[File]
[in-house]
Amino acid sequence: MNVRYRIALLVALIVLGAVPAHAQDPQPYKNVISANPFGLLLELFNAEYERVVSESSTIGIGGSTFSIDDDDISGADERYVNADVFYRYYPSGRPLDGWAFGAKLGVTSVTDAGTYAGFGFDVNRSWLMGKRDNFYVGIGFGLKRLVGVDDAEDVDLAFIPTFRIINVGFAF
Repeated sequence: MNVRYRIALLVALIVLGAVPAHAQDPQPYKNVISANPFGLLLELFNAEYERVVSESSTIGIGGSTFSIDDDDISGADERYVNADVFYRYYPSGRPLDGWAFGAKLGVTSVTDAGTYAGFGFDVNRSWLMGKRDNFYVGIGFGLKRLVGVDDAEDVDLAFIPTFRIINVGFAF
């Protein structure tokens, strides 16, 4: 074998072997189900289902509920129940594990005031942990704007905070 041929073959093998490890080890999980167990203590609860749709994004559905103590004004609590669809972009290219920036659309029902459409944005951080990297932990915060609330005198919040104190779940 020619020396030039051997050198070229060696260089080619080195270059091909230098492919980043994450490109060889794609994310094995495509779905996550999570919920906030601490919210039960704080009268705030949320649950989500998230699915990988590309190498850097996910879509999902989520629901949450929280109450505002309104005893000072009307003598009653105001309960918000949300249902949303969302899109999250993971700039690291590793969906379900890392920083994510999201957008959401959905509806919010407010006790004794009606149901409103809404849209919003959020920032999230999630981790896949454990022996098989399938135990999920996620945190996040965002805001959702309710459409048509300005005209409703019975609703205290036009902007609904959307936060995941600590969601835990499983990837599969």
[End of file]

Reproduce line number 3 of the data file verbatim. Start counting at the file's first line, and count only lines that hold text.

Repeated sequence: MNVRYRIALLVALIVLGAVPAHAQDPQPYKNVISANPFGLLLELFNAEYERVVSESSTIGIGGSTFSIDDDDISGADERYVNADVFYRYYPSGRPLDGWAFGAKLGVTSVTDAGTYAGFGFDVNRSWLMGKRDNFYVGIGFGLKRLVGVDDAEDVDLAFIPTFRIINVGFAF